Category Archives: War

Soldiers Aren’t Angels

Breakfast With The Dirt Cult

My review of Samuel Finlay’s gritty and gut-busting war novel Breakfast With The Dirt Cult is featured today at the Abbeville Review blog.

An excerpt:

Finlay’s fictionalized account of his tour of duty in Afghanistan, Breakfast with the Dirt Cult, is hard to classify. It isn’t a red-white-and-blue “Support our Boys!” kind of tale, nor is it an expose of imperialistic brutes in uniform wielding high-tech machines to murder and subjugate noble savages. So one should not expect this war novel to be “The Green Berets” or “Apocalypse Now.” It is instead a tale that bristles with humor, honesty, and has an edge to it that will alternately have you chuckling or holding your breath.

Read the rest at the Abbeville Review.

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Cthulhu in Foxholes?

My wife and I went to the Sensoria Celebration of the Arts Festival at Central Piedmont Community College in Charlotte yesterday. We thoroughly enjoyed Molly Manning’s presentation on her latest book, When Books Went to War, which tells the story of the massive and successful effort to provide desperately needed books to America’s fighting men during WW II.

In 1943, the War Department and the publishing industry devised a simple and brilliant plan to provide reading material to millions of men in the U.S. armed forces. The first step was to study standard issue military uniforms and determine the appropriate size for a book that would be easy to carry yet still readable. The end result was the Armed Services Edition book, which was smaller and much lighter than a standard hardbound book. Here’s a picture of some on display at the CPCC library:

ASEBooks
Click to enlarge

Funny thing, I noticed a copy of Lovecraft’s The Dunwich Horror, and decided I had to sneak a picture. But while I was there, I did not notice the letter beside it. I was delighted when I downloaded the picture to my laptop and read it. Here’s my transcription:


2-16-46

Gentlemen,

My brother, now serving in the occupational army in Germany, asked me to see if I could secure for him through you the following special editions for soldiers:

Max Beerbohm “Seven Men”
H.P. Lovecraft Anthology
Algernon Blackwood Anthology

He writes that these small volumes have been published by you and he is extremely interested in them but cannot locate them in the vicinity; if possible he would like to own them. He says I couldn’t send a nicer gift as far as books are concerned than those three little books.

Your help would be much appreciated. I would be happy to cover expenses.

Sincerely yours,

Dr. A.C. Klay

That gives you an idea of just how important great stories are to morale. And it suggests the depth of Lovecraft’s appeal.

120 million of these little books went to both the European and Pacific theaters, where they were devoured by eager, grateful GIs. These books introduced a lot of young men to literature, and boosted the careers of Hemingway and F. Scott Fitzgerald. They also made possible the paperback book industry that followed the war. Paperbacks were revolutionary. They were the eBooks of their time. (And I like eBooks!)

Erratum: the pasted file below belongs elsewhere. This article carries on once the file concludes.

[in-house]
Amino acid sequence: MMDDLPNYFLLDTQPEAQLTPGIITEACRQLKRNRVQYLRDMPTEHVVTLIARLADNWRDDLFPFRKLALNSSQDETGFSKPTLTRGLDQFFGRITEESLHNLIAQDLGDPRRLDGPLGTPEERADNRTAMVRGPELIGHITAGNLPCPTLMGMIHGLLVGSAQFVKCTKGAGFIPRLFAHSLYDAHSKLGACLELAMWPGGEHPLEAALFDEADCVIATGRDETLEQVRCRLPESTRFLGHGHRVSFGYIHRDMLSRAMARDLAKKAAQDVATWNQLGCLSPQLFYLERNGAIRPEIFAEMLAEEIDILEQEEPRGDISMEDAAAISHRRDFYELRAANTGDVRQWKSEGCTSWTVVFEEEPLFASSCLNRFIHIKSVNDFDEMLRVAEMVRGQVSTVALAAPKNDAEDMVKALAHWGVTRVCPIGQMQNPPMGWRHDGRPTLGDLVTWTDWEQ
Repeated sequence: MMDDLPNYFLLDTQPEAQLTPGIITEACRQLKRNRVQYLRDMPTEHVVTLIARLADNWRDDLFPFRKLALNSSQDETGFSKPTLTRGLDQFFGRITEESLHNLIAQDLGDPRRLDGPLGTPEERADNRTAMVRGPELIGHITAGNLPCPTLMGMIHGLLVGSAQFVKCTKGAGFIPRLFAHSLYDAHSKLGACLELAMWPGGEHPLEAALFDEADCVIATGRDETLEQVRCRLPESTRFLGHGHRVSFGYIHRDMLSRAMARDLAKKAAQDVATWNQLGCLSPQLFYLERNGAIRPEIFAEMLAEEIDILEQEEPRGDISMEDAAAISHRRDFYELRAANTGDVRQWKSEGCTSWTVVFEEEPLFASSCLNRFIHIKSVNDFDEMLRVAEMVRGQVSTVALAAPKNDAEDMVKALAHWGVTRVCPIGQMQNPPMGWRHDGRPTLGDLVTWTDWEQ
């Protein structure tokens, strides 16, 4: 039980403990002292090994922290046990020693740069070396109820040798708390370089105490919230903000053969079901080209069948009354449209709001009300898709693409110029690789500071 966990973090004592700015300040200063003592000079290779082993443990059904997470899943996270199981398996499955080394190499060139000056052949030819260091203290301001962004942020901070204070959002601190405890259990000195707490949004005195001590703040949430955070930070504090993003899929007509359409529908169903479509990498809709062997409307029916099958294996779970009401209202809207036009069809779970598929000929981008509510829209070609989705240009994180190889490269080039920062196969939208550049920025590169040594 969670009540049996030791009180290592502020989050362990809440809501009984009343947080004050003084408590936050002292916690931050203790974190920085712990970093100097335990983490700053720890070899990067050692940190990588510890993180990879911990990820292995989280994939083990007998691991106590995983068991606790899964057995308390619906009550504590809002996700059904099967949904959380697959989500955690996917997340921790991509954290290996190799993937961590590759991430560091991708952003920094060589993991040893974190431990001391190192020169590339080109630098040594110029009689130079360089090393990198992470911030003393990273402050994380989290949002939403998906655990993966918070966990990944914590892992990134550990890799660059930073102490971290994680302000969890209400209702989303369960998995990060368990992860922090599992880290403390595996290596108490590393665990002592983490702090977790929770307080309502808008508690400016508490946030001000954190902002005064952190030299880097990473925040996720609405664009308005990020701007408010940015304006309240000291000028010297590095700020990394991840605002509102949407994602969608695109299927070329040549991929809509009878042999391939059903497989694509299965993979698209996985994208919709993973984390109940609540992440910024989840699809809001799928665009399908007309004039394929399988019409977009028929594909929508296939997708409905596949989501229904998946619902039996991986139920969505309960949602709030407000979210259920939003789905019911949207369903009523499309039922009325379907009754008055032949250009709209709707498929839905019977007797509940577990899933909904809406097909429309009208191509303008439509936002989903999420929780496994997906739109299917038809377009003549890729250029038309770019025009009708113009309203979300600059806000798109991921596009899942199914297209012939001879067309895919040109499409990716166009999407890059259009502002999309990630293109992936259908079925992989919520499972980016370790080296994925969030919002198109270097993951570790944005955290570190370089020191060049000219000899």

Wouldn’t you love to have a copy of that ASE edition of the Lovecraft anthology? Wow.

Science Fiction for the Fourth Generation

There will be no more Gettysburgs; there will be no more Stalingrads. Gettysburg, the biggest battle to take place in North America, pitted the largest army in the world at that time against the world’s second largest. A massive and prolonged artillery bombardment — what Robert E. Lee hoped would create a Napoleonic “feu d’enfer” or “Hell’s Fire”– combined with a direct charge at entrenched infantry (Pickett’s Charge), and a total lack of appreciation for the implications of the rifled Minie ball made horrendous casualties inevitable. 50,000 soldiers would be killed or wounded.

And despite all that, the rules of engagement limited civilian casualties to one. Yes, you read that right — only one civilian died at Gettysburg.

Nor will there be another Stalingrad. The era of industrialized armies trying to grind each other into submission, resulting in a clear winner and loser, is also a thing of the past. We are now in the age of Fourth-Generation Warfare (4GW), characterized by non-State combatants fighting as much for hearts and minds as for battlefields — and “battlefields” are no longer places where tanks can maneuver; instead, they are chosen more for their public relations significance than military expedience. There will be no innocent bystanders in a guerilla/public relations battle for hearts and minds. Understanding the new way of war will be essential for policy planners, military strategists, and, yes, for writers.

So Vox Day’s latest venture, Riding the Red Horse, guarantees to be fascination reading. It combines sci-fi tales of future warfare with non-fiction essays on emerging trends in warfare, including work by William Lind, a leading scholar on 4GW. This review in TakiMag provides a good introduction:

Riding the Red Horse, edited by fantasy star Vox Day and Army Ranger vet Tom Kratman for Castalia House, is a tailor-made compromise for those time-pressed souls who find the consumption of unalloyed fiction to be too useless a practice in which to indulge. It’s also a treat for sci-fi readers who retain an interest in the world around them—and the two groups’ overlap is large enough to make it a very good idea indeed.

If you want to write realistic future battle scenes, this volume will be essential. I know what I want for my birthday.